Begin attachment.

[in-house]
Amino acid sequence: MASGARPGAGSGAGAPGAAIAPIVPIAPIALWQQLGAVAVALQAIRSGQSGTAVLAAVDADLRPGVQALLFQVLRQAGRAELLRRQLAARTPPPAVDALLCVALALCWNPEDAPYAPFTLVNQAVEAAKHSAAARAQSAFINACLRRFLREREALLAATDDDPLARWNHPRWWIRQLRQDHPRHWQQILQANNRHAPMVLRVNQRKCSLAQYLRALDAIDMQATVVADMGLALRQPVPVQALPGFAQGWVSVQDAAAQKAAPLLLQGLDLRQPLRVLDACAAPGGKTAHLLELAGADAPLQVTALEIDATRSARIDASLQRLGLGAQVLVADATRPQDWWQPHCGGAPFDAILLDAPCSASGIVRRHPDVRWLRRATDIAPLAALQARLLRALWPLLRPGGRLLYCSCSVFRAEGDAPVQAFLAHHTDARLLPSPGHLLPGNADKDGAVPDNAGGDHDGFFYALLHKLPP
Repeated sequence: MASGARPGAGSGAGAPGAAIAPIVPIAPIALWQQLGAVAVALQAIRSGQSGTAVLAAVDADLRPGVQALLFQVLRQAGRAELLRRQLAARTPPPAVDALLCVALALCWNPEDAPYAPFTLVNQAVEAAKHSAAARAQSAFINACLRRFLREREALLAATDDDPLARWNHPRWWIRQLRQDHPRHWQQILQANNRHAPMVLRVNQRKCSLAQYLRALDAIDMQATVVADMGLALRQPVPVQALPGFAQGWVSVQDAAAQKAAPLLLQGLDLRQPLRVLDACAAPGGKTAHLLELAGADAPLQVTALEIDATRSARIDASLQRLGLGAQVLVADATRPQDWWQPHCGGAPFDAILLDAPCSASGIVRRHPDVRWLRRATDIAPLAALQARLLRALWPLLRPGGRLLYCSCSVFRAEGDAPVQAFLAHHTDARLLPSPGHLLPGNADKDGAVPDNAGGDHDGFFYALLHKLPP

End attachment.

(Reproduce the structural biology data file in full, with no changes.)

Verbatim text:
[in-house]
Amino acid sequence: MASGARPGAGSGAGAPGAAIAPIVPIAPIALWQQLGAVAVALQAIRSGQSGTAVLAAVDADLRPGVQALLFQVLRQAGRAELLRRQLAARTPPPAVDALLCVALALCWNPEDAPYAPFTLVNQAVEAAKHSAAARAQSAFINACLRRFLREREALLAATDDDPLARWNHPRWWIRQLRQDHPRHWQQILQANNRHAPMVLRVNQRKCSLAQYLRALDAIDMQATVVADMGLALRQPVPVQALPGFAQGWVSVQDAAAQKAAPLLLQGLDLRQPLRVLDACAAPGGKTAHLLELAGADAPLQVTALEIDATRSARIDASLQRLGLGAQVLVADATRPQDWWQPHCGGAPFDAILLDAPCSASGIVRRHPDVRWLRRATDIAPLAALQARLLRALWPLLRPGGRLLYCSCSVFRAEGDAPVQAFLAHHTDARLLPSPGHLLPGNADKDGAVPDNAGGDHDGFFYALLHKLPP
Repeated sequence: MASGARPGAGSGAGAPGAAIAPIVPIAPIALWQQLGAVAVALQAIRSGQSGTAVLAAVDADLRPGVQALLFQVLRQAGRAELLRRQLAARTPPPAVDALLCVALALCWNPEDAPYAPFTLVNQAVEAAKHSAAARAQSAFINACLRRFLREREALLAATDDDPLARWNHPRWWIRQLRQDHPRHWQQILQANNRHAPMVLRVNQRKCSLAQYLRALDAIDMQATVVADMGLALRQPVPVQALPGFAQGWVSVQDAAAQKAAPLLLQGLDLRQPLRVLDACAAPGGKTAHLLELAGADAPLQVTALEIDATRSARIDASLQRLGLGAQVLVADATRPQDWWQPHCGGAPFDAILLDAPCSASGIVRRHPDVRWLRRATDIAPLAALQARLLRALWPLLRPGGRLLYCSCSVFRAEGDAPVQAFLAHHTDARLLPSPGHLLPGNADKDGAVPDNAGGDHDGFFYALLHKLPP